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    They would have needed to start in the latter half of 1940 and the improvements would have to also been done in southern Italy as well as North Africa. There would also need to be efforts to deal with the chronic inefficiencies ( labor )with the operations of Italian run ports.
     
  14. RichTO90

    RichTO90 Well-Known Member

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    Sorry for getting to this late, but what "rich resources" were those? Sand? Camels? If you are talking oil, then the Germans have to get to Kirkuk to get any...assuming of course that the British do not destroy the pumps and the oil pipeline from Mosul to Haifa where the refineries were. BTW, the pipeline was 942 kilometers long, which gives you an idea of just how much further the Germans would have to "work on logistics" to get there. Otherwise, Persia and its oil fields? Pipe dream.
     
  15. knightdepaix

    knightdepaix Member

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    About oilfields
    Borderlands of today Poland, Slovakia, Ukraine, Hungary have some oilfields that the Austria-Hungary had been exploiting. How much oil were there?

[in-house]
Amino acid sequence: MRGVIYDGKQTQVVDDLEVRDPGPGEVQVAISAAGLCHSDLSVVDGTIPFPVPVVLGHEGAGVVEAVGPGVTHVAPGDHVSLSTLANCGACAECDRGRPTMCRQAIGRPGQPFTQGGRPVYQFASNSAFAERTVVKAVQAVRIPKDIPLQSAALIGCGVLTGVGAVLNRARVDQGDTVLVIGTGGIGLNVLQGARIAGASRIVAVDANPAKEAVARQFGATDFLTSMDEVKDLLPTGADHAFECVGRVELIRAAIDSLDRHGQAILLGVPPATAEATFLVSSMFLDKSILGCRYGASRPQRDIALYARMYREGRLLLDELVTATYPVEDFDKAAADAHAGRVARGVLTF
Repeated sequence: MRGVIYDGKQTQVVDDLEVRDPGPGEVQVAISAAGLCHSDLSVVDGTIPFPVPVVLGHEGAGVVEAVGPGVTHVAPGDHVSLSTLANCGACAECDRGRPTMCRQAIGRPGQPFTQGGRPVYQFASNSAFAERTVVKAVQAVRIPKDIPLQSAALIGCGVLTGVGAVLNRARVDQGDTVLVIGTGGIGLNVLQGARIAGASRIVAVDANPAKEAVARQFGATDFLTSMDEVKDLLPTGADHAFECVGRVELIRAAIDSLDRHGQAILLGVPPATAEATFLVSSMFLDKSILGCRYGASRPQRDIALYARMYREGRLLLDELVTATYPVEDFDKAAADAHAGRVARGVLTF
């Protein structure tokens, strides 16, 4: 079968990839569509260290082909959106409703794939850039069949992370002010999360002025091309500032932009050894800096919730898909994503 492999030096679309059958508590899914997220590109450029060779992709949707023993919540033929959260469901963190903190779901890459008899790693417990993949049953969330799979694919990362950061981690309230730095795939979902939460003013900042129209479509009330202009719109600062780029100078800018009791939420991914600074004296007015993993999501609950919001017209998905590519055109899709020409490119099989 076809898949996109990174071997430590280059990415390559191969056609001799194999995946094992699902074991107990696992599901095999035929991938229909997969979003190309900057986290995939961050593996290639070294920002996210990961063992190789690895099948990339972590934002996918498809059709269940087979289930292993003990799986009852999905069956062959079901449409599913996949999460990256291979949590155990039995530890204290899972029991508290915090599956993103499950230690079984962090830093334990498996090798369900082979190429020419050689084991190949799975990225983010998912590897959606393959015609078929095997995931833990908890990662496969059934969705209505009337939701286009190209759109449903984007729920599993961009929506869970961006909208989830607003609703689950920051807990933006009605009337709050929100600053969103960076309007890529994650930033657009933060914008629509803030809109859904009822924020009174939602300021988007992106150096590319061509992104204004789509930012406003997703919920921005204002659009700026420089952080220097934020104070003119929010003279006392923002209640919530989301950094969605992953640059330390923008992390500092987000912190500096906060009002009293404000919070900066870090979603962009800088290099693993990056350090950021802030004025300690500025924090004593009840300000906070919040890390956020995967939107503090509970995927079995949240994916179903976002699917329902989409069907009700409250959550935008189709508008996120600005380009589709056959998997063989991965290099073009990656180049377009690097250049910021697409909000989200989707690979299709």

Off topic but still within alternative history. Have someone thought about the Qattara depression project funded by the British and local Egyptian governance?
     
  16. green slime

    green slime Member

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    You don't "work on your logisitics" overnight and have a golden delivery system in the morning.

    This has been discussed and stated repeatedly on the forums.

    1) The poor condition of the few railways in the Middle East.
    2) Mostly, those railways that did exist were not connected across colonial empire borders, and were very limited in their capacity. Fundamentally, there were no stretches of significant East-West railways in the Levant.
    3) Look at the enormous effort put in by the US to upgrade the Persian railway from the coast to Teheran. It took 18 months. And the US had the superfluous capacity of steel and cash to do it. Yet they still did it, because it's more efficient than using trucks. Germany, Italy and Japan were operating on a shoestring budget. They did not have a superfluous amount of anything, except perhaps coal. You can't magically wave a wand and "make it so"
    4) Trucks; Germans didn't have enough of them to offset the absence of railways.